Colombian investments in Peru between 2011 and 2015 have doubled, from $5 billion to $10 billion, while Peru's in Colombia have increased 50%. "Saying there have been no results is a fallacy," Rodríguez quips.

Professor Garay blames the current government for having halted trade liberalization policies pursued by the previous government headed by President Álvaro Uribe. "It's not just a foreign policy and trade issue, but about domestic policies," he says.

These are local concerns. Meanwhile, China and the United States are busy imposing the free-trade paradigm. When the TPP is in force and the New Silk Road becomes a reality, just two pacts will include 60 countries and a third of the world's GDP. That will ensure that business in the future will be more global than ever.
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Iran To Offer Master's And PhD In Morality Enforcement

For those aiming to serve the Islamic Republic of Iran as experts to train the public morality agents, there are now courses to obtain the "proper" training.

Properly dressed in the holy city of Qom.

Iran will create new "master's and doctorate" programs to train state morality agents checking on people's public conduct and attire, according to several Persian-language news sources.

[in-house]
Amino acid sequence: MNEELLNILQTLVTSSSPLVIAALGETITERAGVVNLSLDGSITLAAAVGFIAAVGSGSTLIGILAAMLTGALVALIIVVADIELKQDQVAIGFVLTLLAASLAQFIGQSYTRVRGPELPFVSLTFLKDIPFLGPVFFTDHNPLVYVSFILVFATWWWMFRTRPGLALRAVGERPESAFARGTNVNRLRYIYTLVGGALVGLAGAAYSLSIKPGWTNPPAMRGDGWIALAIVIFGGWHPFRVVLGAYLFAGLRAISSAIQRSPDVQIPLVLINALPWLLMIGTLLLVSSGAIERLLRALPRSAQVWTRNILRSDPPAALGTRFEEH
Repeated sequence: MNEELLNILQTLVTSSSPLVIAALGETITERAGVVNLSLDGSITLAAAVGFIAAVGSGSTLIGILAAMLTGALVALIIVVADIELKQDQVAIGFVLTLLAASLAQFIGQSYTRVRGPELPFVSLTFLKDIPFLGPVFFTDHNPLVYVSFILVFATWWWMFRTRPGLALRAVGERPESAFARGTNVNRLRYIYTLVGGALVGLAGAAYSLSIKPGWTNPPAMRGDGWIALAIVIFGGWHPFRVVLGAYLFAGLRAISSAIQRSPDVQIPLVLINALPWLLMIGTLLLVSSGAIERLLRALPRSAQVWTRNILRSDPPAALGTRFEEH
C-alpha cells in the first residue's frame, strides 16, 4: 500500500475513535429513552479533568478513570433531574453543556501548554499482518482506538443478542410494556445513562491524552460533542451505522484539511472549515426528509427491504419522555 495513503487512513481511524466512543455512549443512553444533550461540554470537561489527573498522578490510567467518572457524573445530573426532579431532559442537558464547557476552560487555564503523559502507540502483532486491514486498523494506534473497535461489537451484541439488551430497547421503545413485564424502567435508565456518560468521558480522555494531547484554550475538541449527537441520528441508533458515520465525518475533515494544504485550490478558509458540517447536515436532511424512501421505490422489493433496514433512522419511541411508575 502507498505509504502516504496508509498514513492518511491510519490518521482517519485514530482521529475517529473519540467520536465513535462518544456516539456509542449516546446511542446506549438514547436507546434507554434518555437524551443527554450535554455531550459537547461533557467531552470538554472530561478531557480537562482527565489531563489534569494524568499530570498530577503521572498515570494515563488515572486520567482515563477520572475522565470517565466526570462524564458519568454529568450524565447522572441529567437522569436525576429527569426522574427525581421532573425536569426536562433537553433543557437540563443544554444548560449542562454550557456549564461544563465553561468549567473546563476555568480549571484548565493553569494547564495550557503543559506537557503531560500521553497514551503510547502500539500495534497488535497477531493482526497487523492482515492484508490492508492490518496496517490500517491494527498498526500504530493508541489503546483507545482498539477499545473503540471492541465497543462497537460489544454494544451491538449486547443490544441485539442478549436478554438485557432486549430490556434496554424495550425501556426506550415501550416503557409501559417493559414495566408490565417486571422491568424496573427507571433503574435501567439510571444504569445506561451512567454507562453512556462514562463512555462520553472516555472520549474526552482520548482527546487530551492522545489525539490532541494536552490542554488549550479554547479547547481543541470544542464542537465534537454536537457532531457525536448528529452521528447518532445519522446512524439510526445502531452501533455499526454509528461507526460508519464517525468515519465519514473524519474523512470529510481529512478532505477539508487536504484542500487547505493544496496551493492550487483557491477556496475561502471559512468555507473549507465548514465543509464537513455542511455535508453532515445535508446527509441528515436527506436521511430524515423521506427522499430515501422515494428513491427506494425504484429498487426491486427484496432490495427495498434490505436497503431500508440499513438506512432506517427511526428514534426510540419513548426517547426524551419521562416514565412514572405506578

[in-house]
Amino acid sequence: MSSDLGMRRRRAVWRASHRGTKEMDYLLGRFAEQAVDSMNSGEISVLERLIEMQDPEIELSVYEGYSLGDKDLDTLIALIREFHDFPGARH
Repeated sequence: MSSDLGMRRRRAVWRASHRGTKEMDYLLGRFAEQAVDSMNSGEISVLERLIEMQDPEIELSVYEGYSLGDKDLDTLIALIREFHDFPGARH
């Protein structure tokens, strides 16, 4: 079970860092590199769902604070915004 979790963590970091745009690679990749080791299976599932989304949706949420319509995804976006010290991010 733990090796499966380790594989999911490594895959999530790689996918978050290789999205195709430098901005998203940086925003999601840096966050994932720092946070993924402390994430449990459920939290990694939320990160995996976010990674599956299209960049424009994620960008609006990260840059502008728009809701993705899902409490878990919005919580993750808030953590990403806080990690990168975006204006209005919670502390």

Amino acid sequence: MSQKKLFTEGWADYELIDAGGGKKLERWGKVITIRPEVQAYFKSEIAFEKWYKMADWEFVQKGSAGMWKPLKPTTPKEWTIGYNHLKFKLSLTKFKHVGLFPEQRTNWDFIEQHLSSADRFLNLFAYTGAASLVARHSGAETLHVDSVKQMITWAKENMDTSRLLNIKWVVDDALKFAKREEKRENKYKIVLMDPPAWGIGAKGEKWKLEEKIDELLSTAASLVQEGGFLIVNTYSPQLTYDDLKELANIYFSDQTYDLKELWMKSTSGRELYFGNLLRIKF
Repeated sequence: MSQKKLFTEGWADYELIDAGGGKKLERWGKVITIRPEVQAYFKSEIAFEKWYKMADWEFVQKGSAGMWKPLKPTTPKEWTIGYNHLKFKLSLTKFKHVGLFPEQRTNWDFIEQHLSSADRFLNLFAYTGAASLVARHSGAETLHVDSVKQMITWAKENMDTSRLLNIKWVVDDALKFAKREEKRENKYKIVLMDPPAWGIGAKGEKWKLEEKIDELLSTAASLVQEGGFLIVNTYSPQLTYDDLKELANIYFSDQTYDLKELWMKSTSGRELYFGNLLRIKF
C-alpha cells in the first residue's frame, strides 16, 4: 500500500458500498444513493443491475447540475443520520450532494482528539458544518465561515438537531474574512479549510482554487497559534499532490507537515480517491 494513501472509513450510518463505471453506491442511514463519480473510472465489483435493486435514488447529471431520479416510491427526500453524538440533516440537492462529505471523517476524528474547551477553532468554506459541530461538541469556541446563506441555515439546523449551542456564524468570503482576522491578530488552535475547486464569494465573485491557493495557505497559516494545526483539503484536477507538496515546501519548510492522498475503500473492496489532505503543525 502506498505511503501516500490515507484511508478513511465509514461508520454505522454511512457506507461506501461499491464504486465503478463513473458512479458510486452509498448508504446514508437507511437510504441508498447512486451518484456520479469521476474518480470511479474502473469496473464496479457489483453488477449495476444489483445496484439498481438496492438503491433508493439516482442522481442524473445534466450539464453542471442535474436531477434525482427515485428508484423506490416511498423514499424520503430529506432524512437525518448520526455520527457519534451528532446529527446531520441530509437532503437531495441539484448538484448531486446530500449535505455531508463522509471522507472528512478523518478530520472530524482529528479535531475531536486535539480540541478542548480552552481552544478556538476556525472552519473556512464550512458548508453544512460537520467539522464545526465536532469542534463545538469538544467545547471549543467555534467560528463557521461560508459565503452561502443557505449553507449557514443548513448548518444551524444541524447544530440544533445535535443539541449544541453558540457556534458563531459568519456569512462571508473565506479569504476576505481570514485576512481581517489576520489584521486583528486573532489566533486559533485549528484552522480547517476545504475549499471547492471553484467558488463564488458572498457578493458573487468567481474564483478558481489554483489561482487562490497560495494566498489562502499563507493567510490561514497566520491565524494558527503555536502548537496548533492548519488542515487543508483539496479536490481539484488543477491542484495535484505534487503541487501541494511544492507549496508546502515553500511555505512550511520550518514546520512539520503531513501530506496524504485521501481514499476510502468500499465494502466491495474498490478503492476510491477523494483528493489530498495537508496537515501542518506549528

Mehran Samadi, a senior official of the Headquarters to Enjoin Virtues and Proscribe Vices (Amr-e be ma'ruf va nahy az monkar) said "anyone who wants to enjoin virtues must have the knowledge," the London-based broadcaster Iran International reported, citing reports from Iran.

The morality patrols, in force since the 1979 revolution, tend to focus mostly on young people and women, particularly the public appearance for the latter. Loose headscarves will send women straight to a police station, often in humiliating conditions. Five years ago, the regime announced a new force of some 7,000 additional agents checking on women's hijabs and other standards of dress and behavior.

A woman in Tehran walks past a mural of an Iranian flag

The traffic police chief recently said women were not allowed to ride motorbikes

Rouzbeh Fouladi/ZUMA

New academic discipline

Last week, for example, Tehran police revealed that they had "disciplined" agents who had been filmed forcefully shoving a girl into a van. Such incidents may increase under the new, conservative president, Ibrahim Raisi.

Speaking about the new academic discipline, Samadi said morals go "much further than headscarves and modesty," and those earning graduate degrees would teach agents "what the priorities are."

Iran's Islamic regime, under the guidance of Shia jurists, continuously fine tunes notions of "proper" conduct — and calibrates its own, interventionist authority. More recently the traffic police chief said women were not allowed to ride motorbikes, and "would be stopped," Prague-based Radio Farda reported.

Days before, a cleric in the holy city of Qom in central Iran insisted that people must be vaccinated by a medic of the same sex "as often as possible," and if not, there should be no pictures of mixed-sex vaccinations.